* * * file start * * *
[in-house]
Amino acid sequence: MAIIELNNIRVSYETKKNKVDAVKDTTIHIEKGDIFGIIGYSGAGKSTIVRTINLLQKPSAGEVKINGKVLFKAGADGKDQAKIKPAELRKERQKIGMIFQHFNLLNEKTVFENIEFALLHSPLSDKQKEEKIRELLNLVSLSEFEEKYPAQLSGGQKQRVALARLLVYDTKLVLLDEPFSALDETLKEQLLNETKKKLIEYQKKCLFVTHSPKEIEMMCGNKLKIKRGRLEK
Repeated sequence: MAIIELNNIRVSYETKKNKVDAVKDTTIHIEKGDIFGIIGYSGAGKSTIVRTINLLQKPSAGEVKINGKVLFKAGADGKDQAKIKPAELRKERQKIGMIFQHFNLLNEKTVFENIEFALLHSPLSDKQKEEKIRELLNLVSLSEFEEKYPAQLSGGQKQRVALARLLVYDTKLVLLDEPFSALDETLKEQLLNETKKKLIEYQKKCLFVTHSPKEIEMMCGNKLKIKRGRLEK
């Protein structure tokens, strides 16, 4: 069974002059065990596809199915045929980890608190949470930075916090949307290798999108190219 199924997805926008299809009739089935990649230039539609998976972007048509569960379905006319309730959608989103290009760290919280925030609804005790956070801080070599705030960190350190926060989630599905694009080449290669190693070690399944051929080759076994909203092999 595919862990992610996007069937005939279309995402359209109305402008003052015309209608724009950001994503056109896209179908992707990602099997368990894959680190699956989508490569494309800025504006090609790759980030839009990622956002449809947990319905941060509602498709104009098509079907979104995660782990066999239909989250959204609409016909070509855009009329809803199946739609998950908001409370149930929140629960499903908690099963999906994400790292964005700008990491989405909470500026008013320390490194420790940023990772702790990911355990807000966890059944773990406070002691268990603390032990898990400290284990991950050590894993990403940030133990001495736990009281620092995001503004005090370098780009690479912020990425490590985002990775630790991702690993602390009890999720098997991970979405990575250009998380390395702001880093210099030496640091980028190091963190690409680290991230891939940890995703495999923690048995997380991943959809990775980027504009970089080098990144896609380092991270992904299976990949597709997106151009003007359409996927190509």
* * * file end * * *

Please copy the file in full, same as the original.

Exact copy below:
[in-house]
Amino acid sequence: MAIIELNNIRVSYETKKNKVDAVKDTTIHIEKGDIFGIIGYSGAGKSTIVRTINLLQKPSAGEVKINGKVLFKAGADGKDQAKIKPAELRKERQKIGMIFQHFNLLNEKTVFENIEFALLHSPLSDKQKEEKIRELLNLVSLSEFEEKYPAQLSGGQKQRVALARLLVYDTKLVLLDEPFSALDETLKEQLLNETKKKLIEYQKKCLFVTHSPKEIEMMCGNKLKIKRGRLEK
Repeated sequence: MAIIELNNIRVSYETKKNKVDAVKDTTIHIEKGDIFGIIGYSGAGKSTIVRTINLLQKPSAGEVKINGKVLFKAGADGKDQAKIKPAELRKERQKIGMIFQHFNLLNEKTVFENIEFALLHSPLSDKQKEEKIRELLNLVSLSEFEEKYPAQLSGGQKQRVALARLLVYDTKLVLLDEPFSALDETLKEQLLNETKKKLIEYQKKCLFVTHSPKEIEMMCGNKLKIKRGRLEK
């Protein structure tokens, strides 16, 4: 069974002059065990596809199915045929980890608190949470930075916090949307290798999108190219 199924997805926008299809009739089935990649230039539609998976972007048509569960379905006319309730959608989103290009760290919280925030609804005790956070801080070599705030960190350190926060989630599905694009080449290669190693070690399944051929080759076994909203092999 595919862990992610996007069937005939279309995402359209109305402008003052015309209608724009950001994503056109896209179908992707990602099997368990894959680190699956989508490569494309800025504006090609790759980030839009990622956002449809947990319905941060509602498709104009098509079907979104995660782990066999239909989250959204609409016909070509855009009329809803199946739609998950908001409370149930929140629960499903908690099963999906994400790292964005700008990491989405909470500026008013320390490194420790940023990772702790990911355990807000966890059944773990406070002691268990603390032990898990400290284990991950050590894993990403940030133990001495736990009281620092995001503004005090370098780009690479912020990425490590985002990775630790991702690993602390009890999720098997991970979405990575250009998380390395702001880093210099030496640091980028190091963190690409680290991230891939940890995703495999923690048995997380991943959809990775980027504009970089080098990144896609380092991270992904299976990949597709997106151009003007359409996927190509």